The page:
Skip to comments.Tiny Texas Brokerage Crushes Wall Street With Daring Mortgage Trade
Posted on 06/11/2009 7:09:27 PM PDT by FromLori
Todays Wall Street Journal carries the amazing story of a small Texas brokerage that pulled a fast one on some of the biggest banks in the world. The short version goes like this. Amherst, the Texas brokerage, and others sold hundreds of millions of dollars of credit default swaps on bonds back by $29 million of subprime mortgages to JP Morgan, Goldman, UBS RBS and other banking giants.
The banks paid steeply for the swapsup to 90 cents for every dollar of insurancebut thought it was easy money. After all, these were Lehman packaged California subprime loans made in 2005, a class of loans that pretty much define toxic. The upside seemed limited but almost certain. What happened next is that a loan servicer, probably at the behest of Amherst, turned around and bought up all the mortgages, paying them off in whole.
Apparently because the original amount of loans backing the bonds was $335 millionmeaning the amount of outstanding loans had fallen to just 10% of original amount due to defaults and refinancingsthe mortgage servicer was free to buy them up and make bond holders whole. Of course, this meant that the entire $130 million of credit default swaps was suddenly worthless. The banks are sure that the mortgage servicer was acting on behalf of Amherst, which would mean the 100 person Texas brokerage had made a tidy sum by buying toxic mortgages while selling insurance on the bonds.
The banks are crying foul, although its not clear if anything illegal happened. It may just be that the banks were simply outsmarted by a wily brokerage who had found a way to exploit the unhealthy appetite for these credit default swaps. We can squint out eyes and see this as Wall Street getting punished for its greedy desire to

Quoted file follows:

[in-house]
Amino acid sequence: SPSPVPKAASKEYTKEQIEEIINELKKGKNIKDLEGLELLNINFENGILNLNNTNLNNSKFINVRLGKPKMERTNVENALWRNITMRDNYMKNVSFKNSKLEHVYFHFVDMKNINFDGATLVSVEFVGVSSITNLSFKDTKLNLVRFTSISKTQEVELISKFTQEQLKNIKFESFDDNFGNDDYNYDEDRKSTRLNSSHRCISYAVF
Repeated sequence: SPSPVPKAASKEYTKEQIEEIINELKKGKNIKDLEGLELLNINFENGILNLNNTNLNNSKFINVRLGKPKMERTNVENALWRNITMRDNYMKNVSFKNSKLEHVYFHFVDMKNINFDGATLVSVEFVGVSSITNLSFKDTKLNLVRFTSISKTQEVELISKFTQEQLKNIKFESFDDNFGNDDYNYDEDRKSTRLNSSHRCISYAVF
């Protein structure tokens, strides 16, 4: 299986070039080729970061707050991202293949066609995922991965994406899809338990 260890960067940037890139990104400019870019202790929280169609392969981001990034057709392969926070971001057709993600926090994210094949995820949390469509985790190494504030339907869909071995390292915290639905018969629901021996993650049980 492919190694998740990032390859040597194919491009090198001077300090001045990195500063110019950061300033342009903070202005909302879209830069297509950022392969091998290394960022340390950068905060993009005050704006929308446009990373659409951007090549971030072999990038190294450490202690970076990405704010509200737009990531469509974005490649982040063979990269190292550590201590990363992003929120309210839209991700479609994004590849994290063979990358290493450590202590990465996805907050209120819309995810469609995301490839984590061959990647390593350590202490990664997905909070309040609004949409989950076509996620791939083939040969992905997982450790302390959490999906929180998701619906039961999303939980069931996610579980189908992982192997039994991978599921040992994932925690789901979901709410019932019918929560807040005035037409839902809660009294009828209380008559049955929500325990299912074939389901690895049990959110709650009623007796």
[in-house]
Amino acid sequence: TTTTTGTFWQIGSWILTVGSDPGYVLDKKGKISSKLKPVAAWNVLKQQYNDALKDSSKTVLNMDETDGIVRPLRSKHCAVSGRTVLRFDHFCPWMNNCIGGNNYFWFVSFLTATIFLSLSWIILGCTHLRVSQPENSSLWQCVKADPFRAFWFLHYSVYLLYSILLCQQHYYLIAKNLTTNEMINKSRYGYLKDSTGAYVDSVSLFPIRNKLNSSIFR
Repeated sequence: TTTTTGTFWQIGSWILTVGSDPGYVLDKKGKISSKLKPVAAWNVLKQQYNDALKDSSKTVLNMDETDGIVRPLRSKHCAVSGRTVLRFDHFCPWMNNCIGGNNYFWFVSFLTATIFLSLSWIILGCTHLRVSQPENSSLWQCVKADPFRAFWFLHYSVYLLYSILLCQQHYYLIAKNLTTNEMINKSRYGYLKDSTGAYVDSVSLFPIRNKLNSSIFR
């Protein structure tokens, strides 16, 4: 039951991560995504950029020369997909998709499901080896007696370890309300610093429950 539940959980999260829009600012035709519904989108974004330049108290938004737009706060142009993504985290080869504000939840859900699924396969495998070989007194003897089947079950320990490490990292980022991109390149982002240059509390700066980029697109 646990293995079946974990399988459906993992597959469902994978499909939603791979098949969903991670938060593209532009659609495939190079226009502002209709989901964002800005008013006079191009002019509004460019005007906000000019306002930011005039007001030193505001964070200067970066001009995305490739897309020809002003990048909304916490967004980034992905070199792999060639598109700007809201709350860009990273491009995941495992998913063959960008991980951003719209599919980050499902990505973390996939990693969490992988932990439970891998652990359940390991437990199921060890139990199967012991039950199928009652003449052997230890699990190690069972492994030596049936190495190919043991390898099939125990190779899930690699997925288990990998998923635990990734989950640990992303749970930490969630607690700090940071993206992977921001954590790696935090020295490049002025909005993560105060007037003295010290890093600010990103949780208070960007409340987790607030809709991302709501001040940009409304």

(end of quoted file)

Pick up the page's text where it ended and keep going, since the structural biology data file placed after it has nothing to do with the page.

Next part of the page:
(Excerpt) Read more at businessinsider.com ...
I don’t often need to read things twice to understand them. Though I just read that once, I couldn’t understand it.
It’s not just you. I read it 4 times and I still don’t get what they did. There must be missing information.
this is a good one!
Bought insurance on known ‘bad’ debt
Bought up / piad off the bad debt for $0.10 on the dollar
Made the bonds whole
Kept all the insurance dough
Better not mess with Texas....
there’s a better explanation with a diagram in today’s wsj.
Texas - Suckering idiot Yankees who think they’re smarter than the “dumb rednecks” since 1836.
They bought insurance, that’s an expense.
So what “insurance dough” do they get to keep?
So what insurance dough do they get to keep?
The banks are alleging the brokerage and the insurance company were in cahoots.
Basically, the banks bought insurance against those bonds tanking, which would have resulted in a huge premium when they did tank.
Instead, the insuring firm (Amherst) *paid off* those bonds, early, thus insuring they didn’t have to pay out any of the “insurance” money and that not only were the banks out the money for the bonds in the first place, they were out the insurance premiums *and* whatever else they’d leveraged off it.
Much like credit cards, actually. If you pay off your cards early, the credit card company can actually lose money. Same kind of thing here.
er “huge premium” should have read “huge payout”.
See the posts following yours.
Credit swap = insurace against default
Bonds paid off means no default
The little guy keeps the insurance (credit swap) dough.
Cahoots are not, the little guys got one over on the city slickers....
So who’s more to blame here if anyone? I mean, which companies’ greed was worse? The bank thought it was a good deal for them, all the companies are motivated to their own best interests. They sure the hell weren’t doing charity work when they bought subprime loans expecting they were going to do well because of it.
I think it is the case of a big city bank crying sour grapes, personally. They got beaten in a clever fashion and they’re crying about it like small-time little pussies.
I enjoy your posts. If you have a ping list, put me on it.
The crowd at Dealbreaker is having fun with this.
(warning to those unfamiliar with Dealbreaker: there is NO moderation over there w/respect to use of obscenities, etc, and these are mainly young male traders spouting off — not a good site to visit from your work computer if you have prudish internet-use spies)
The only thing making Wall Street angry about it is that they didn’t think of it first.